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Fostering Sustainability and Innovation in Agriculture

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Posts By Susan Botich

South Carolina Affordable Housing Lender Expands Mission to Address Healthy Food Access

January 20, 2014 |
 CLF Executive Director Michelle Mapp showing South Carolina "food deserts" at the 2012 Growing Food and Opportunities in South Carolina conference Photo courtesy of: South Carolina Community Loan Fund

CLF Executive Director Michelle Mapp showing South Carolina “food deserts” at the 2012 Growing Food and Opportunities in South Carolina conference
Photo courtesy of: South Carolina Community Loan Fund

Why would an established affordable housing lending institution decide to change its name?

“Lowcountry Housing Trust has been the South Carolina leader in affordable housing lending,” says Anna Hamilton, strategic initiatives director for the organization. “As we worked under our previous name of Lowcountry Housing Trust, we thought that we’d really love to see a grocery store here or a daycare there. To realize our vision of a sustainable community, we added community business loans and healthy foods retail loans. We believe our new name, South Carolina Community Loan Fund says what we really do because our mission had evolved to more than just affordable housing.”

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Food Hub Creates Transparent Local Value Chain in Northern Michigan’s Cherry Country

January 17, 2014 |

 

Some of the many products Cherry Capital Foods distributes  Photo courtesy of Cherry Capital Foods

Some of the many products Cherry Capital Foods distributes
Photo courtesy of Cherry Capital Foods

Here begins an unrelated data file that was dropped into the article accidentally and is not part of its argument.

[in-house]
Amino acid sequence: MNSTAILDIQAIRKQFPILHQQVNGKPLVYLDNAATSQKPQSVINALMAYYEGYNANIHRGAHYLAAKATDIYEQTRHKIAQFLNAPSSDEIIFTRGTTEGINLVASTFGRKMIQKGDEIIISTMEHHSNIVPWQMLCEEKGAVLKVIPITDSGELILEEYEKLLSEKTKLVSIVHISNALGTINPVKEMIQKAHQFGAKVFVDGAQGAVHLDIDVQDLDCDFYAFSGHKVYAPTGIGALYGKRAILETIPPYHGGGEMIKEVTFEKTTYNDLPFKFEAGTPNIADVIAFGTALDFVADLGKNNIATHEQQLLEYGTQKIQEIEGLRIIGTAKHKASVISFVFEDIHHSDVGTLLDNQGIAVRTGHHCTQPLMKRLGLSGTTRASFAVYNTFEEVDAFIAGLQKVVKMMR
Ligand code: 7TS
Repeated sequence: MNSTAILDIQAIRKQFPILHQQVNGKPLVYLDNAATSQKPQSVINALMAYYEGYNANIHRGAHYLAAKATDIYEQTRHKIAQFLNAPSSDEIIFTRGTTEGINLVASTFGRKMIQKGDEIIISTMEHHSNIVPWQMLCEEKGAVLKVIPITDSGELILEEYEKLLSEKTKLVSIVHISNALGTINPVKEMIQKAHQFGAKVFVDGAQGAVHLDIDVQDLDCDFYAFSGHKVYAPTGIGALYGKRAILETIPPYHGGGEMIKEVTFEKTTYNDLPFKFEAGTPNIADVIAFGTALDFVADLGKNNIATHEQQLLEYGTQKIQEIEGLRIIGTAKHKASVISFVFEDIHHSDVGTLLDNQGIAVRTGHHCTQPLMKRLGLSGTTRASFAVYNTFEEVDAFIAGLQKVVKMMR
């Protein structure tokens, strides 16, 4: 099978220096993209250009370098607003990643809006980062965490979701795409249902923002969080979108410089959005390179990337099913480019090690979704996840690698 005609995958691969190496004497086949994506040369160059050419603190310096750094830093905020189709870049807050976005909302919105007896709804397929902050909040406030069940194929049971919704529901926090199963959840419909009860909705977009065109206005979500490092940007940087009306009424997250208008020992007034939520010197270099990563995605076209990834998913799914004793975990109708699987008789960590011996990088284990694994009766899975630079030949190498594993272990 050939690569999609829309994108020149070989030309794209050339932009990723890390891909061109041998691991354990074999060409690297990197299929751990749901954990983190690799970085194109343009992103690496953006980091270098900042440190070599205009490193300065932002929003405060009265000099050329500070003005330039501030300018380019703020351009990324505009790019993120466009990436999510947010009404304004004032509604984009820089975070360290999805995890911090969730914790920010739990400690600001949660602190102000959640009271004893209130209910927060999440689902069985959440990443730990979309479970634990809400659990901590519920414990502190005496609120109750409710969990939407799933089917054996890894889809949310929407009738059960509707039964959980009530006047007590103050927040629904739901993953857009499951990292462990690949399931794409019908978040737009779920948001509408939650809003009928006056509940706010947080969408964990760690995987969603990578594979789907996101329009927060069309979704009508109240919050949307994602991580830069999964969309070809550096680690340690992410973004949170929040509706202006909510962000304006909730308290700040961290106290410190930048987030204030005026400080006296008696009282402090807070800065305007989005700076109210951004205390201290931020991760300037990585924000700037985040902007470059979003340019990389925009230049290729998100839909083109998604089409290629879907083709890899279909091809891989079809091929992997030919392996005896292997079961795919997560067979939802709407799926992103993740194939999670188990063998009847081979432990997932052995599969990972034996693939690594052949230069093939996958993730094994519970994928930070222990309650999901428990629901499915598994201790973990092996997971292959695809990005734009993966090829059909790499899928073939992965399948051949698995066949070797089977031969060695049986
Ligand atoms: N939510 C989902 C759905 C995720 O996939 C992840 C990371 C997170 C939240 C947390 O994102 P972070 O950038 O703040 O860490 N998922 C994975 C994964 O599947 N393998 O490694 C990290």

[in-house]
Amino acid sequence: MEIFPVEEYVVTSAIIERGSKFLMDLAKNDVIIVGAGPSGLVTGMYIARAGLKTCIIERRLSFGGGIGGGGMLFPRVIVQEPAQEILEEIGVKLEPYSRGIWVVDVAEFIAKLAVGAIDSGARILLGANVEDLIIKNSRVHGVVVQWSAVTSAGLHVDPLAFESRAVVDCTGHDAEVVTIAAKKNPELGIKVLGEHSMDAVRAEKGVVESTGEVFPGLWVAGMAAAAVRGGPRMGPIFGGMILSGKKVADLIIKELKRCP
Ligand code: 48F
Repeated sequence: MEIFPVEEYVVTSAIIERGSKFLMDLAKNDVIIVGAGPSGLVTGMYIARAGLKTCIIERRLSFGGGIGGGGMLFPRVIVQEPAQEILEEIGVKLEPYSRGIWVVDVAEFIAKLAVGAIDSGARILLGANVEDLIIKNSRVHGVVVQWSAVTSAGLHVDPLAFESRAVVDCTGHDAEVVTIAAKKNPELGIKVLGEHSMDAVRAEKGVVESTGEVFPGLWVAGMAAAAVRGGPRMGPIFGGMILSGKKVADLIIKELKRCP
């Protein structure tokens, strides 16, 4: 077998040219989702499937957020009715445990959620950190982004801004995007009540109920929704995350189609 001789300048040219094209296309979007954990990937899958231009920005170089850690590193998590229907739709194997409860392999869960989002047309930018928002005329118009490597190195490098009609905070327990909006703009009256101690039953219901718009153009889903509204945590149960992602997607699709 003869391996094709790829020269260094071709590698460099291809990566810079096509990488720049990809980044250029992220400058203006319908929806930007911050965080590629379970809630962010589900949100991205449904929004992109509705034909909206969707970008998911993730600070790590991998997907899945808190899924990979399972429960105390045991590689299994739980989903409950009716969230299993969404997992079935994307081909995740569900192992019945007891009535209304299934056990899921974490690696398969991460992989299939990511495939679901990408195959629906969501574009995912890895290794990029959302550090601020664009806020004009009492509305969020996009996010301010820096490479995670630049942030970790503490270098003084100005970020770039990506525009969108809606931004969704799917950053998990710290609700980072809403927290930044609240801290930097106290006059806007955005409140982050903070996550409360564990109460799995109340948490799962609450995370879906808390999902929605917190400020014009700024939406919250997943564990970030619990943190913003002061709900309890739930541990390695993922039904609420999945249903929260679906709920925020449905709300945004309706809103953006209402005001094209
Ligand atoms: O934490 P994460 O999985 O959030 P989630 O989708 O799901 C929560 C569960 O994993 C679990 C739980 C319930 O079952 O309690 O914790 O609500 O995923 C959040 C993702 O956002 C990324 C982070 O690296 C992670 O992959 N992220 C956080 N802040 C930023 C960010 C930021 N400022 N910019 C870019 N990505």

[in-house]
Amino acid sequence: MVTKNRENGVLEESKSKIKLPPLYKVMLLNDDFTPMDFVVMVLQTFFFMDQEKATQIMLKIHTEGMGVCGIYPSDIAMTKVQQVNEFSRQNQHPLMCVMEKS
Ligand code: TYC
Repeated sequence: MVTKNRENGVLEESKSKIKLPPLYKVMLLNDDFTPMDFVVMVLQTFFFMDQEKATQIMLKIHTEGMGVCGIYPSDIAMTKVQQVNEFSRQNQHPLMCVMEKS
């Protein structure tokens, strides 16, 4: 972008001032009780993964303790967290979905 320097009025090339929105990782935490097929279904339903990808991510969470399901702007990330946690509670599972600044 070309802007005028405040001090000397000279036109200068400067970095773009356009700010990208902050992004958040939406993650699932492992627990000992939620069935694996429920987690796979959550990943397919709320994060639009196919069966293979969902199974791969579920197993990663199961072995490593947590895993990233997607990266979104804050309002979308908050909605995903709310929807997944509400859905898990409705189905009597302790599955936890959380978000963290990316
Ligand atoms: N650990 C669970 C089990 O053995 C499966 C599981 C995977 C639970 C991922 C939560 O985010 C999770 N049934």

Cherry Capital Foods opened business in 2007 with a single man selling local produce out of his van. The following year, John Hoagland bought the business and took it to the next level.

“As a distributor, Cherry Capital Foods picks up and delivers to schools, restaurants and other institutions,” says Evan Smith, chief of operations and spokesperson for Cherry Capital Foods. “We’re part of the value chain that connects local to local. A value chain is like a supply chain but it’s more transparent and collaborative so that everyone along the chain is valued. In a value chain, everyone earns a living and it is benefiting everyone along the way.” Read More

California CSA creates a new business model for the ‘Regular Old Joe’

January 10, 2014 |
Harvest 2U owner Don Webber has a lot to smile about.   Photo courtesy of Don Webber

Harvest 2U owner Don Webber has a lot to smile about.
Photo courtesy of Don Webber

When Don Webber got a phone call from an organic farmer-friend asking for help selling produce, his mental gears started to turn.

“I have a background in sales and marketing,” says Webber. “I was very intrigued from the financial aspect and the social aspect. After researching local Community Supported Agriculture (CSA) business models, I decided we’d do things a little differently: reach out to a market segment that had not been involved in CSA—the regular old Joe.” Read More

New York Distributor Brings the Farmers’ Market to the Supermarket; Increases Local Food Access

January 3, 2014 |
Dan Horan, President & CEO of Five Acre Farms Image Credit: Five Acre Farms

Dan Horan, President & CEO of Five Acre Farms
Image Credit: Five Acre Farms

Dan Horan had a notion back in 1989 that started with a college essay and turned into a business plan: enlist the cooperative efforts of various small farms in the region to supply supermarkets with locally produced foods. The idea of bringing the farmers’ market to the local supermarket was planted, he says.

“Fast-forward to 2010,” says Horan. “I sold the company I was involved with and hired my first employee.”

The name for Horan’s new venture, Five Acre Farms, came from the principle of small, local agriculture serving its local communities, according to Horan.